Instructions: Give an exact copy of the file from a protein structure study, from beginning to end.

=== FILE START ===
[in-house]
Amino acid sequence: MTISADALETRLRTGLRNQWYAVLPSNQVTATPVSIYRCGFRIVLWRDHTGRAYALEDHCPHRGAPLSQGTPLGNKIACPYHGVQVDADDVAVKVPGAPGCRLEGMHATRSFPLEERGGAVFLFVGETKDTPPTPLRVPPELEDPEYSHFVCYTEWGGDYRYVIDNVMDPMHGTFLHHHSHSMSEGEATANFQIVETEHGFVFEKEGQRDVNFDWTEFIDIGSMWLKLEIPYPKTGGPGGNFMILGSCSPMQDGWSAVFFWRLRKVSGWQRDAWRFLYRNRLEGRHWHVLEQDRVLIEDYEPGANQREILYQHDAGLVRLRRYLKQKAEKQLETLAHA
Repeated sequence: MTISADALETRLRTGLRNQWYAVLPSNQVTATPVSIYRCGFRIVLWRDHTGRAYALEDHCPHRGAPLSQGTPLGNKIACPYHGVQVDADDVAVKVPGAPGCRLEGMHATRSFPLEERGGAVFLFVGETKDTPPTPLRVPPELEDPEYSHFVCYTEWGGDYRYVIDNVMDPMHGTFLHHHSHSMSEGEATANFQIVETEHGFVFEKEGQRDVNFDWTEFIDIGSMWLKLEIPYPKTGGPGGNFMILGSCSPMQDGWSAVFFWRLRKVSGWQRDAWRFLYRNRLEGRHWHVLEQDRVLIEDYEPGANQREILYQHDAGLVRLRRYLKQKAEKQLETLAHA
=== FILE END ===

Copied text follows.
[in-house]
Amino acid sequence: MTISADALETRLRTGLRNQWYAVLPSNQVTATPVSIYRCGFRIVLWRDHTGRAYALEDHCPHRGAPLSQGTPLGNKIACPYHGVQVDADDVAVKVPGAPGCRLEGMHATRSFPLEERGGAVFLFVGETKDTPPTPLRVPPELEDPEYSHFVCYTEWGGDYRYVIDNVMDPMHGTFLHHHSHSMSEGEATANFQIVETEHGFVFEKEGQRDVNFDWTEFIDIGSMWLKLEIPYPKTGGPGGNFMILGSCSPMQDGWSAVFFWRLRKVSGWQRDAWRFLYRNRLEGRHWHVLEQDRVLIEDYEPGANQREILYQHDAGLVRLRRYLKQKAEKQLETLAHA
Repeated sequence: MTISADALETRLRTGLRNQWYAVLPSNQVTATPVSIYRCGFRIVLWRDHTGRAYALEDHCPHRGAPLSQGTPLGNKIACPYHGVQVDADDVAVKVPGAPGCRLEGMHATRSFPLEERGGAVFLFVGETKDTPPTPLRVPPELEDPEYSHFVCYTEWGGDYRYVIDNVMDPMHGTFLHHHSHSMSEGEATANFQIVETEHGFVFEKEGQRDVNFDWTEFIDIGSMWLKLEIPYPKTGGPGGNFMILGSCSPMQDGWSAVFFWRLRKVSGWQRDAWRFLYRNRLEGRHWHVLEQDRVLIEDYEPGANQREILYQHDAGLVRLRRYLKQKAEKQLETLAHA